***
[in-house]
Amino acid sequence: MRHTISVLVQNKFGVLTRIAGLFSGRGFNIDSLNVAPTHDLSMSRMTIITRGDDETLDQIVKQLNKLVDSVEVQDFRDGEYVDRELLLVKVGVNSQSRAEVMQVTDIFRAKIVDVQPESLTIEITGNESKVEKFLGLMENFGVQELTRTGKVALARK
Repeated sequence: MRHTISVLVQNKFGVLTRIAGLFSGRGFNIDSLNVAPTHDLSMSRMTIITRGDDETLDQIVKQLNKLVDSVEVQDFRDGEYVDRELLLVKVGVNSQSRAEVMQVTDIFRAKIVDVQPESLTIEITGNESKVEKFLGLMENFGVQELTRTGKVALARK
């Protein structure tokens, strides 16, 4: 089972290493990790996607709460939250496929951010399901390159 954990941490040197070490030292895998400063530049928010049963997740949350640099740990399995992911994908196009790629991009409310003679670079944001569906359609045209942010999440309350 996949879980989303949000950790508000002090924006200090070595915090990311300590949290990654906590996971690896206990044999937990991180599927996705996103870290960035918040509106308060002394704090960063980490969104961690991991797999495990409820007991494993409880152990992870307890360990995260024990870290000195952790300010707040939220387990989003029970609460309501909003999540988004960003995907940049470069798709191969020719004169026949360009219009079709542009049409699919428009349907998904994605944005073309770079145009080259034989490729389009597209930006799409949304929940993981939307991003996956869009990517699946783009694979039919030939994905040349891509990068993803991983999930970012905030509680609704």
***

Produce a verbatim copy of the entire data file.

[in-house]
Amino acid sequence: MRHTISVLVQNKFGVLTRIAGLFSGRGFNIDSLNVAPTHDLSMSRMTIITRGDDETLDQIVKQLNKLVDSVEVQDFRDGEYVDRELLLVKVGVNSQSRAEVMQVTDIFRAKIVDVQPESLTIEITGNESKVEKFLGLMENFGVQELTRTGKVALARK
Repeated sequence: MRHTISVLVQNKFGVLTRIAGLFSGRGFNIDSLNVAPTHDLSMSRMTIITRGDDETLDQIVKQLNKLVDSVEVQDFRDGEYVDRELLLVKVGVNSQSRAEVMQVTDIFRAKIVDVQPESLTIEITGNESKVEKFLGLMENFGVQELTRTGKVALARK
């Protein structure tokens, strides 16, 4: 089972290493990790996607709460939250496929951010399901390159 954990941490040197070490030292895998400063530049928010049963997740949350640099740990399995992911994908196009790629991009409310003679670079944001569906359609045209942010999440309350 996949879980989303949000950790508000002090924006200090070595915090990311300590949290990654906590996971690896206990044999937990991180599927996705996103870290960035918040509106308060002394704090960063980490969104961690991991797999495990409820007991494993409880152990992870307890360990995260024990870290000195952790300010707040939220387990989003029970609460309501909003999540988004960003995907940049470069798709191969020719004169026949360009219009079709542009049409699919428009349907998904994605944005073309770079145009080259034989490729389009597209930006799409949304929940993981939307991003996956869009990517699946783009694979039919030939994905040349891509990068993803991983999930970012905030509680609704």